Last week, Attorney General Sessions sent a memorandum prohibiting the use of guidance in place of notice and comment rulemaking “when purporting to create rights or obligations binding on members of the public or the agency.” Who can doubt that Scott Pruitt is jealously thinking that he should have been the first on this one?
The debate between guidance and regulation has long been a concern of mine, and I am generally supportive of the views expressed by the AG in the memorandum. When a guidance document “reads like a ukase,” to quote from one of my favorite cases concerning the guidance/regulation debate, and when an agency implements guidance documents as though they are regulations, then something has gone seriously wrong.
However, the Sessions memo is a curious document, and its oddity goes to the heart of the dilemma in opposing guidance documents that function as regulations. The memorandum has five bullet points intended to ensure that regulations no longer masquerade as guidance documents. The problem? Every single administration, Republican and Democratic, since the modern administrative state began in the New Deal, could say that it already complied with all of the Sessions memo requirements.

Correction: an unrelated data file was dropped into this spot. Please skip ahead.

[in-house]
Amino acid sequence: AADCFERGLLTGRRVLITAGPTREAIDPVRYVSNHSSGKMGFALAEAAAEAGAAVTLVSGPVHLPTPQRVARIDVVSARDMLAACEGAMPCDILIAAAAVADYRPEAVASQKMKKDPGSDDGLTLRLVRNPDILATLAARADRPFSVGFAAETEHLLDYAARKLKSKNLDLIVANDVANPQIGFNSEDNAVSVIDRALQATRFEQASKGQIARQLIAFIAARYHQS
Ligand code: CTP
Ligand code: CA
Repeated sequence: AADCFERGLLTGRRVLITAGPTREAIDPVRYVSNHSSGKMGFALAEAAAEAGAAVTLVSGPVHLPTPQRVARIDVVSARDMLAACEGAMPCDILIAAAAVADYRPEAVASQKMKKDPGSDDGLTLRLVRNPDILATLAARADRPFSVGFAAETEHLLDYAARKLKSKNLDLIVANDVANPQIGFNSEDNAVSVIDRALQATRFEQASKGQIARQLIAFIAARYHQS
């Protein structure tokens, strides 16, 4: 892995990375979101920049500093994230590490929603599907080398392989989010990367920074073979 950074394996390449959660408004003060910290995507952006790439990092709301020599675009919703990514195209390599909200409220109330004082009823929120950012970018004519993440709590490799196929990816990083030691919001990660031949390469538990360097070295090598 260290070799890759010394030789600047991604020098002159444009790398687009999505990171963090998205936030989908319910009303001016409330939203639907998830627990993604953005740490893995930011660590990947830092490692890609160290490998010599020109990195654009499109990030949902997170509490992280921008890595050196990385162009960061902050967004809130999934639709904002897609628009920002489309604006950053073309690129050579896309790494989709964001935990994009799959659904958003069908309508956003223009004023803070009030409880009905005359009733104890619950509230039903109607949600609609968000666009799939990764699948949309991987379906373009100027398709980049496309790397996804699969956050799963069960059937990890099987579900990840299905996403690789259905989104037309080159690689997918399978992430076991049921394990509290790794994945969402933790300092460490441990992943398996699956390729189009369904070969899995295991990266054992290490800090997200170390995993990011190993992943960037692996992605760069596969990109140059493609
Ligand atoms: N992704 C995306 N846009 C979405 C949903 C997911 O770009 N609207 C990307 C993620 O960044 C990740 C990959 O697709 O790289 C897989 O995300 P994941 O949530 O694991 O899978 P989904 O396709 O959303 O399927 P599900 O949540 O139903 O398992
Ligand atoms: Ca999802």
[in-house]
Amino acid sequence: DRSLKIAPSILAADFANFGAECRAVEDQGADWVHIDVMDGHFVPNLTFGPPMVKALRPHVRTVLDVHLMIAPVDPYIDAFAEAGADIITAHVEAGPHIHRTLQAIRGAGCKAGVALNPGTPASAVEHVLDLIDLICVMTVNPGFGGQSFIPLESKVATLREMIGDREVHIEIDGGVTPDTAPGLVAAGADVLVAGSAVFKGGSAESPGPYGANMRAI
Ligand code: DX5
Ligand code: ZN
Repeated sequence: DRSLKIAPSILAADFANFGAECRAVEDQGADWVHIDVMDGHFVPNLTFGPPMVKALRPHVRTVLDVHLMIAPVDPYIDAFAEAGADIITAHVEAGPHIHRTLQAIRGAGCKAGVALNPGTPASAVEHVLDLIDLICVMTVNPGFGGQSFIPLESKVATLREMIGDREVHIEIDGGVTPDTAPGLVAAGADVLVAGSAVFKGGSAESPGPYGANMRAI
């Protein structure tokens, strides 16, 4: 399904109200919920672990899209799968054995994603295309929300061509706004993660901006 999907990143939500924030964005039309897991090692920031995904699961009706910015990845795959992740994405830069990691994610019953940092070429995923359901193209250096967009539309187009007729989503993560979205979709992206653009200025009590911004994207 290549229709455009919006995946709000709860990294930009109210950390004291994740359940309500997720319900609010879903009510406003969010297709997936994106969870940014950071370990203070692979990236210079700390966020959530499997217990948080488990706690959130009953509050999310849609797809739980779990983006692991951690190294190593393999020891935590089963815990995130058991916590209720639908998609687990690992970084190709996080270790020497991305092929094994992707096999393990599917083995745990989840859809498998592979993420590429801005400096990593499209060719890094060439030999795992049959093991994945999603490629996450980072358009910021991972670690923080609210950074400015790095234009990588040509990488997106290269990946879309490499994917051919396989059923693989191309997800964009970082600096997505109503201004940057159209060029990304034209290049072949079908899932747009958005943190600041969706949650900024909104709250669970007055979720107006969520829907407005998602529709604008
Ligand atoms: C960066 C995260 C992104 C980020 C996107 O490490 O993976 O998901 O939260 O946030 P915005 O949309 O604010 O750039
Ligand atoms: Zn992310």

The problem with guidance documents isn’t how they’re drafted; it’s how they’re implemented. No matter how much the AG wishes it weren’t so, street-level bureaucrats are always going to retain a lot of discretion in implementing the policies and programs for which they are responsible. If they decide that it’s easier just to require compliance with a guidance document than to interpret it flexibly as was no doubt intended by those who wrote it, then it’s going to function as a regulation in the real world.
What can be done to avoid this outcome? It would require senior managers making clear that they are not going to support their underlings when they take the easy way out and just tell the regulated community to comply with the guidance. Perhaps the AG – and EPA – need to create a position called something like the “Guidance Ombudsman” (or woman), where members of the regulated community could take concerns about the implementation of guidance without fear of retribution.
Make it so.